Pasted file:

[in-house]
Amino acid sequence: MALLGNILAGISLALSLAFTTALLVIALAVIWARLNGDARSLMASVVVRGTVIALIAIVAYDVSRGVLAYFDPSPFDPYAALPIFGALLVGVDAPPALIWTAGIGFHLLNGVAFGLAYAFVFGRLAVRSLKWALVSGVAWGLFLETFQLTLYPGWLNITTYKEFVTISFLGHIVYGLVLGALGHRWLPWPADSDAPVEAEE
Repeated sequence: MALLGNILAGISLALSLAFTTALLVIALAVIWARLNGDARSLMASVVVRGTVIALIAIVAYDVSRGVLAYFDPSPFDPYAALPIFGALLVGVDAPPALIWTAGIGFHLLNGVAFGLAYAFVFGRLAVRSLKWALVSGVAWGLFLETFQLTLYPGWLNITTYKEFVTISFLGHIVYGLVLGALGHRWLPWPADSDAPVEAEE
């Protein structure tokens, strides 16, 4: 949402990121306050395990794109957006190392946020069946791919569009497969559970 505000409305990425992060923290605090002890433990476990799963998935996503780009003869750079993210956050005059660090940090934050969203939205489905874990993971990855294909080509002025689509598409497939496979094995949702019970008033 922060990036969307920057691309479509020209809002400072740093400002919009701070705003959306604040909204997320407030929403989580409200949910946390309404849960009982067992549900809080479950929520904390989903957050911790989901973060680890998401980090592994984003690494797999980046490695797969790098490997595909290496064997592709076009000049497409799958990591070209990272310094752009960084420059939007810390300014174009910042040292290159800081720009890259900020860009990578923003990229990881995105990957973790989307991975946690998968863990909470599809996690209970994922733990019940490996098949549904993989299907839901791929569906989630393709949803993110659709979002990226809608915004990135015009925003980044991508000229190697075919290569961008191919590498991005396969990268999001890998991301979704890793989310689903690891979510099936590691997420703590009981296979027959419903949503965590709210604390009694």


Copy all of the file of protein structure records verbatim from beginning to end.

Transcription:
[in-house]
Amino acid sequence: MALLGNILAGISLALSLAFTTALLVIALAVIWARLNGDARSLMASVVVRGTVIALIAIVAYDVSRGVLAYFDPSPFDPYAALPIFGALLVGVDAPPALIWTAGIGFHLLNGVAFGLAYAFVFGRLAVRSLKWALVSGVAWGLFLETFQLTLYPGWLNITTYKEFVTISFLGHIVYGLVLGALGHRWLPWPADSDAPVEAEE
Repeated sequence: MALLGNILAGISLALSLAFTTALLVIALAVIWARLNGDARSLMASVVVRGTVIALIAIVAYDVSRGVLAYFDPSPFDPYAALPIFGALLVGVDAPPALIWTAGIGFHLLNGVAFGLAYAFVFGRLAVRSLKWALVSGVAWGLFLETFQLTLYPGWLNITTYKEFVTISFLGHIVYGLVLGALGHRWLPWPADSDAPVEAEE
């Protein structure tokens, strides 16, 4: 949402990121306050395990794109957006190392946020069946791919569009497969559970 505000409305990425992060923290605090002890433990476990799963998935996503780009003869750079993210956050005059660090940090934050969203939205489905874990993971990855294909080509002025689509598409497939496979094995949702019970008033 922060990036969307920057691309479509020209809002400072740093400002919009701070705003959306604040909204997320407030929403989580409200949910946390309404849960009982067992549900809080479950929520904390989903957050911790989901973060680890998401980090592994984003690494797999980046490695797969790098490997595909290496064997592709076009000049497409799958990591070209990272310094752009960084420059939007810390300014174009910042040292290159800081720009890259900020860009990578923003990229990881995105990957973790989307991975946690998968863990909470599809996690209970994922733990019940490996098949549904993989299907839901791929569906989630393709949803993110659709979002990226809608915004990135015009925003980044991508000229190697075919290569961008191919590498991005396969990268999001890998991301979704890793989310689903690891979510099936590691997420703590009981296979027959419903949503965590709210604390009694």